In the report of their April 12 meeting released today, the Bank of Canada’s Governing Council noted that while global economic growth remained subdued, it was again coming in stronger than expected, particularly in the euro area and the United States. In the United States, goods consumption in the first two months of 2023 was surprisingly robust, supported by ongoing strength in disposable income. Despite the severe economic effects of Russia’s war in Ukraine, the euro area economy proved to be more resilient than expected, partly reflecting less severe winter weather and new non-Russian energy supplies. Unemployment remained low, and the improved outlook for the supply of energy boosted consumer and business confidence.
Momentum in core inflation in the euro area and the United States rose in the first two months of 2023. Governing Council agreed that while restrictive monetary policy is expected to bring inflation down, the persistence of high core and services inflation could make restoring price stability more difficult than anticipated.
Global Steel Climate Council releases global standard to measure and report carbon emissions
The Global Steel Climate Council (GSCC) released a draft of The Steel Climate Standard, a global standard to measure and report steel carbon emissions. The standard focuses on reducing greenhouse gas (GHG) emissions from the global steel industry with a science-based glidepath to reduce emissions in line with the goal of the Paris Climate Agreement to achieve a 1.5º C scenario. The standard offers a single, technology-agnostic protocol that would apply to all steel producers equally on a global basis and would enable steel customers to know and compare the actual carbon emissions associated with steel products.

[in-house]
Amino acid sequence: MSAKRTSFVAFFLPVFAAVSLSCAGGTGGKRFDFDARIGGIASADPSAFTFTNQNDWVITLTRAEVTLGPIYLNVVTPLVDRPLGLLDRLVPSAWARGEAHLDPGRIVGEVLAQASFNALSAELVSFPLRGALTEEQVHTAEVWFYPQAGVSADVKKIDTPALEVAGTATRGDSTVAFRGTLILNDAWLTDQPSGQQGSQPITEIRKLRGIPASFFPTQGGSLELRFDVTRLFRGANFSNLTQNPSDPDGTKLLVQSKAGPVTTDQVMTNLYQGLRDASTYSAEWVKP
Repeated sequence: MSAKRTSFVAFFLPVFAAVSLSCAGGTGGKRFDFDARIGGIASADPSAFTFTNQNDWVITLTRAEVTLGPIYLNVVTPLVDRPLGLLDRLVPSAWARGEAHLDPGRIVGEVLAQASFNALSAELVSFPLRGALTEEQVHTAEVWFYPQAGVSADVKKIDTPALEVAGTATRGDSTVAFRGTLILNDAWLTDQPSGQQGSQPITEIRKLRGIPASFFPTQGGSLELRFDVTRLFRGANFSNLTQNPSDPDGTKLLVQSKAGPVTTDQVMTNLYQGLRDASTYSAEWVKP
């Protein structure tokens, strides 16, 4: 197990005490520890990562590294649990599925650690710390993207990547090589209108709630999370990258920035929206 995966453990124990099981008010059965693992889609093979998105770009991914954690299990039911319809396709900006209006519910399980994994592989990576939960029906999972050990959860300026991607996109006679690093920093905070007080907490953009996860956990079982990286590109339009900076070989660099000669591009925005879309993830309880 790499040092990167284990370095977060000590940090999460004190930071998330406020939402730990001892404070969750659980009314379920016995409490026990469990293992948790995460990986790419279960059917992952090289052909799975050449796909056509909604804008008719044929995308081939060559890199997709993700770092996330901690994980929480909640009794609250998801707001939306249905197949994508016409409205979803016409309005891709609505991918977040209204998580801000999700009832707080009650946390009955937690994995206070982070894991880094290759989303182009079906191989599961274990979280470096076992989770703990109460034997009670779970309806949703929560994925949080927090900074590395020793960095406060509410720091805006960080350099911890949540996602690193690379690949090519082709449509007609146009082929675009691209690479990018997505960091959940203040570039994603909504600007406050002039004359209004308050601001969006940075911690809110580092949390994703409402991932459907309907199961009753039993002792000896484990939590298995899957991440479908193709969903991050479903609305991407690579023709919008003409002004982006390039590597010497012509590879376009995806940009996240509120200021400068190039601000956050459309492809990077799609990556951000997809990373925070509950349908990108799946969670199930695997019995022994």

In publishing its standard, the GSCC is inviting interested organizations to review The Steel Climate Standard and submit comments, which are due by May 17, 2023. The full text of the document and guidelines on submitting comments can be found at: https://globalsteelclimatecouncil.org
Focus on Climate
5 Easy Ways Your Small Business Can Go Green and Save Green
Just because you own a small business and you are operating on a limited budget does not mean that you can’t go green.
Going green can benefit your business, reduce your carbon footprint, and also attract a new target market. If you are looking for ways to reduce your consumption, or simply looking for ways to save money in the long run, here are 4 ways that your small business can start to go green.
Grocery leaders share how they’re prioritizing their sustainability efforts
More than ever, Canadian consumers expect food retailers and brands to do their part to help fight the climate crisis. But what does that mean, exactly?
Whether it’s taking steps to prevent food waste, investing in eco-friendly store upgrades or working in partnership with environmental organizations to create positive change in the communities they serve, grocers are rising to the sustainability challenge. Read on to learn more.
Did you know?
The Bank of Montreal was Canada’s central bank until the founding of the Bank of Canada in 1935.
Through the Daily Updates, the GNCC aims to deliver important business news in a timely manner. We disseminate all news and information we feel will be important to businesses. Inclusion in the Daily Update is not an endorsement by the GNCC.